The following article was written by Lisa Pellegrene, and was originally published by Patch.com on August 24, 2020.

Adventure Photographer Thomas W.P. Slatin’s Photography Work To Be Highlighted Weekly, Beginning August 28

Thomas W.P Slatin is a well-known master photographer, who takes photographs of otherwise abandoned properties and historic places, in the hopes of restoration. His landscape and portrait photographs often include wildlife, as he has an innate ability to get close enough to them to take photographs, without disturbing them in their natural environments.

Speaking of urban exploration photography, Slatin appreciates photographing industrial properties given that they are similar to some of the sites that he and his father, the late Dr. Harvey L. Slatin (an American physicist and inventor), had visited when Slatin was a child and young adult.

According to Thomas Slatin, “The last decade of consisting of various photo shoots, has been a gradual turning point in my career. I have utilized the last decade to truly hone my skills, by specializing in a handful of specific photographic interests; and in doing so, I have finally reached what I refer to as the pinnacle in my career which is that of a master photographer, in both film and digital.” Speaking of his love for photography, which started as a child, when he would wander off to explore various properties that he would choose to photograph, “I love what I do in terms of exploring properties, now as an adult with permission of course. I also love the response that my photography often evokes when others see my work and the properties I have explored.” Continuing, “In recent years I have had to choose my titles very carefully in terms of my adventure/urban exploration photography, at the request of the property owners for obvious reasons – to prevent things such as vandalism, or general liability.” Slatin continued, “Despite that obscurity, every so often someone will recognize the location and then, contact me privately to share a story from their life of when they occupied or visited the space that I photographed. I love this and it’s absolutely incredible to take photographs where others recognize the property, or having been there, where the photos provide a trip down memory lane for them, so to speak.”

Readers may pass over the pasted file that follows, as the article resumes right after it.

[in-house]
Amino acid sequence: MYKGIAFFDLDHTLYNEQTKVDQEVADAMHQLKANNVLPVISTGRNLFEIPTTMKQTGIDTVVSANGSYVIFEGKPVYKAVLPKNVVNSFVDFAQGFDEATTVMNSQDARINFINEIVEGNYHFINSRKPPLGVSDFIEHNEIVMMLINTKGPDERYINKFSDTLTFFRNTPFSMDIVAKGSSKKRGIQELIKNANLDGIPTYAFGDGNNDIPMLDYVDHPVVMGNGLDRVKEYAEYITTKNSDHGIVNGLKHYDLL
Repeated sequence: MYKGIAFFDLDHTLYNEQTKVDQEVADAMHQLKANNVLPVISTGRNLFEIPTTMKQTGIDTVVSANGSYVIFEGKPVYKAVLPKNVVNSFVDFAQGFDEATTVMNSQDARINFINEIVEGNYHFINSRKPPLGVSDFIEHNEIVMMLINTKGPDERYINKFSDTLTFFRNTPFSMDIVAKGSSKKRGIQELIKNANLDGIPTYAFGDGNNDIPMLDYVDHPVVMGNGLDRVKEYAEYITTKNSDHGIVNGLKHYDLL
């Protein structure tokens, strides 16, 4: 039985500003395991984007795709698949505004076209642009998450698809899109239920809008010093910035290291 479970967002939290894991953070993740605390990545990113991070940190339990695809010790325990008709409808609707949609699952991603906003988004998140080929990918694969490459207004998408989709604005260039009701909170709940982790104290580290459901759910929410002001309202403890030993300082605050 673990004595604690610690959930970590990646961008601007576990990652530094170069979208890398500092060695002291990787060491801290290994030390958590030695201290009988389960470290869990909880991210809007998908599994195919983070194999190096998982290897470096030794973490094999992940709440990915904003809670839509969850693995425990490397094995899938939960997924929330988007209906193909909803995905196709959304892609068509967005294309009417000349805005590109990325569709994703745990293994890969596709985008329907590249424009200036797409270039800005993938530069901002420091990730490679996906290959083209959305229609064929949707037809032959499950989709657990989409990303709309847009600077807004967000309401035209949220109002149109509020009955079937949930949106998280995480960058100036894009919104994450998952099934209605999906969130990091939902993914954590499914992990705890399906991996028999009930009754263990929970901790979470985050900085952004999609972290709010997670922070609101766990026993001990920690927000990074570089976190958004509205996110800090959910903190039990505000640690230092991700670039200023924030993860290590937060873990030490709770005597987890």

The forthcoming article series discussing Thomas W.P. Slatin’s photography work, will feature photographs from at least one photo shoot per year from his portfolio of work, beginning with 2010. The articles will be published each Thursday beginning August 28, 2020. His photography will be discussed, providing insight from Slatin about each unique location that he explored and the results – the photographs. Each story will include the technical aspects that Slatin applied to obtain the stunning photographs, as he discusses pre-production through post production of each photo shoot, as well as some additional historic details about the properties that have an inspiring significance.